Fisheries and Oceans Canada is failing British Columbia’s salmon

Canada’s Pacific salmon fishery is forced to withdraw from a renowned eco-certification
to avoid failing its upcoming audit

VANCOUVER —Canada’s Pacific salmon fishery is losing its coveted Marine Stewardship
Council eco-certification because Fisheries and Oceans Canada, despite repeated
commitments, failed to address issues identified with outstanding conditions in independent
fishery audits. The industry has chosen to pre-emptively withdraw from the international
certification to avoid failing its upcoming audit and having its certification removed.
MSC recertified B.C.’s commercial salmon fishery in 2017, subject to DFO addressing
outstanding conditions where the fishery does not meet the MSC standard. These conditions
required improvements to fishery monitoring, better stock assessments and reducing impacts on
wild salmon populations from harvesting hatchery-raised salmon. An independent 2018 audit
reported 40 per cent of these conditions were behind target.

“MSC sets a very low bar for wild salmon sustainability,” says Watershed Watch Salmon Society
executive director Aaron Hill.

“MSC only certifies whether the management system provides for a sustained harvest,” says
Raincoast Conservation Foundation wild salmon program director Misty MacDuffee. “It does not
certify whether the fishery meets the needs of ecosystems, bears, whales and other wildlife, or
whether it is sustainable in the face of climate change.”

“The inability to meet even minimum standards for sustainability is an indictment of Ottawa’s
management of B.C.’s salmon,” says Greg Taylor, a fisheries consultant and former industry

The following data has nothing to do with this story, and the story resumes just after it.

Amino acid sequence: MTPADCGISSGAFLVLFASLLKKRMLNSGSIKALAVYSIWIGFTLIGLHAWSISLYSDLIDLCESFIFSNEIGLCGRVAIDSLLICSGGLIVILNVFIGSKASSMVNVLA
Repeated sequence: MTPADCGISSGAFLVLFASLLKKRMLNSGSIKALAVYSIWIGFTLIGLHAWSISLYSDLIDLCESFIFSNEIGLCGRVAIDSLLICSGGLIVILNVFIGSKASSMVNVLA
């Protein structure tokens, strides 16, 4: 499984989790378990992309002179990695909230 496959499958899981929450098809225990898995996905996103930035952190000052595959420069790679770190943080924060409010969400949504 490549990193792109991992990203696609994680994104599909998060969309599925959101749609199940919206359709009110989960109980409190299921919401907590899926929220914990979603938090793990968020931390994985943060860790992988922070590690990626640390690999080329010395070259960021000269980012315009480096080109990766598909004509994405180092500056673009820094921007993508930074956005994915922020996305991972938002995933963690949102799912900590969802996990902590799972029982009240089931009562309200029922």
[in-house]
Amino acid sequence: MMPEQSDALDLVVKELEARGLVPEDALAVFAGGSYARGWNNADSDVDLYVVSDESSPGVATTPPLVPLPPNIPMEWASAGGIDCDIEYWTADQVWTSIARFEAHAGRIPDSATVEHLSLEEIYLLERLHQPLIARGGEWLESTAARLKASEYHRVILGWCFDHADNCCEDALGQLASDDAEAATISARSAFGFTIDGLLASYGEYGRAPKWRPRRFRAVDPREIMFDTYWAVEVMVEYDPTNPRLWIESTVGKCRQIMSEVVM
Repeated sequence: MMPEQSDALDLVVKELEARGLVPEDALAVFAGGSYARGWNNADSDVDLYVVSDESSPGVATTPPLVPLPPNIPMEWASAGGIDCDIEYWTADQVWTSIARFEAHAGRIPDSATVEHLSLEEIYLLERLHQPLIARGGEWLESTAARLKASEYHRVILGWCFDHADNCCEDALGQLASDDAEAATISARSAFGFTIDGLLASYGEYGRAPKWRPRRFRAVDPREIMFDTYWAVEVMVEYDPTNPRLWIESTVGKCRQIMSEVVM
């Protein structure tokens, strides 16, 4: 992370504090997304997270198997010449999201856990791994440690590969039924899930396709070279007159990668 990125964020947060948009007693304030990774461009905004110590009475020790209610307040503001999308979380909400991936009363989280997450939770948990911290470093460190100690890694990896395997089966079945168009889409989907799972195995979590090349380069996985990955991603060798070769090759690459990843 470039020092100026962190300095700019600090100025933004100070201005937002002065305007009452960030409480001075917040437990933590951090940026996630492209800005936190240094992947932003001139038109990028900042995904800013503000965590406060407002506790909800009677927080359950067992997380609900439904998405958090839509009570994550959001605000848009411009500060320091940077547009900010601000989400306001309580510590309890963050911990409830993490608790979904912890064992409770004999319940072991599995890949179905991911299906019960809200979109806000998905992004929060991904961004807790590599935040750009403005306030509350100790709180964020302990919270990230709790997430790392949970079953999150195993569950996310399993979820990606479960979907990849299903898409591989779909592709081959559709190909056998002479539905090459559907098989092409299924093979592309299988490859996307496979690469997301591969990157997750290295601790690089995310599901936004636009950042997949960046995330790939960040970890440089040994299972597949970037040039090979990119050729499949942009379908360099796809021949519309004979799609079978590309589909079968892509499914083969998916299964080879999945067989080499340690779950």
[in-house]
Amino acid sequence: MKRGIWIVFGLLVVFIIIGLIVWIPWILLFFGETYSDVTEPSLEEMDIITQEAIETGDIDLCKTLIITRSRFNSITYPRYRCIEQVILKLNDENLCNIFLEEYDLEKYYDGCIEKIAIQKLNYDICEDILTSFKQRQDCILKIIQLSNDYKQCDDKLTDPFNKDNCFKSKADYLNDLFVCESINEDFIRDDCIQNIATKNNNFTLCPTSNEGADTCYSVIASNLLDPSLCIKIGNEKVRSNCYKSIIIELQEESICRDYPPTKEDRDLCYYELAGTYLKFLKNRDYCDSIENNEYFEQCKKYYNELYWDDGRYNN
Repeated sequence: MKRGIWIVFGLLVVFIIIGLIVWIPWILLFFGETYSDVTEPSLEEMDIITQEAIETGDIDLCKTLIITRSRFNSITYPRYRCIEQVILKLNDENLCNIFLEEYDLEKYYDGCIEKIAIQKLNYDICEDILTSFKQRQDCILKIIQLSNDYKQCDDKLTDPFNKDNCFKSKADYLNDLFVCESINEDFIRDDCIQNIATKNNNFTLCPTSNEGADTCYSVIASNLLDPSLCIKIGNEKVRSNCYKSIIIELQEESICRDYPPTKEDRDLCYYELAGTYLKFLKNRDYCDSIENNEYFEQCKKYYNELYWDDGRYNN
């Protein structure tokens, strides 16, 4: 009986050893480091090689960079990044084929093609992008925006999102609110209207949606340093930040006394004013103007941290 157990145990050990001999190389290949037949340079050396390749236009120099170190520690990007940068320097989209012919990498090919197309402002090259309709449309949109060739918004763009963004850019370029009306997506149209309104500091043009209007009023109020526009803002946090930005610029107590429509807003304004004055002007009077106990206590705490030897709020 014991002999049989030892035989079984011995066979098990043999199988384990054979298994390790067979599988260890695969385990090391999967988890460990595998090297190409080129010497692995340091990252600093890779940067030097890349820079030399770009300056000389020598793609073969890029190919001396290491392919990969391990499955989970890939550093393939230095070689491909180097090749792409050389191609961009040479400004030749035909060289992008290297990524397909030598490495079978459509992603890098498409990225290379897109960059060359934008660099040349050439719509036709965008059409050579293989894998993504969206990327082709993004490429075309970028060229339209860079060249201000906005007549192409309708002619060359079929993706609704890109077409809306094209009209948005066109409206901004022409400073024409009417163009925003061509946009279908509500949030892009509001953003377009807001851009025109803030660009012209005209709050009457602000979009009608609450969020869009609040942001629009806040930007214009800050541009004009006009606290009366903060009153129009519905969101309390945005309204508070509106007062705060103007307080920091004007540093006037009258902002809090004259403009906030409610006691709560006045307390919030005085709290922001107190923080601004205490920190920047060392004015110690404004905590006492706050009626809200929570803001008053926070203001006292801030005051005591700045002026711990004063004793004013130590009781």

executive. “The loss of MSC certification will be particularly noted in major European markets
where many retailers require it. It will also mean programs like Ocean Wise, SeaChoice and
Seafood Watch will no longer be able to recommend B.C. as a sustainable source of wildcaught
salmon.”

“We can’t fish responsibly if we don’t know how many fish are making it back to their streams to
spawn,” says Greg Knox from SkeenaWild Conservation Trust, highlighting the erosion of
monitoring of B.C.’s salmon populations over the past decade — a key problem identified by the
MSC. “The only real surprise is it took MSC this long to determine DFO’s management system
did not meet its requirements for a sustainable fishery.”

“A benefit of the MSC certification is that it requires the fishery to address key gaps, including
lack of monitoring, dealing with the risks of hatcheries and protecting salmon biodiversity,” says
David Suzuki Foundation senior science and policy analyst Jeffery Young. “Despite having
close to a decade to act, the government has failed to deliver on its promises to help the B.C.
fishery meet certification requirements.”

Contacts:

Greg Taylor
FishFirst Consulting
604-970-0277
gtaylor.fishfirst@gmail.com

Jeffery Young
David Suzuki Foundation
250-208-8714
jyoung@davidsuzuki.org

Misty MacDuffee
Raincoast Conservation Foundation
250-818-2136
misty@raincoast.org

Greg Knox
SkeenaWild Conservation Trust
250-615-1990
gregk@skeenawild.org

Aaron Hill
Watershed Watch Salmon Society
250-818-0054
aaron@watershedwatch.ca

PDF of Media Release and Backgrounder

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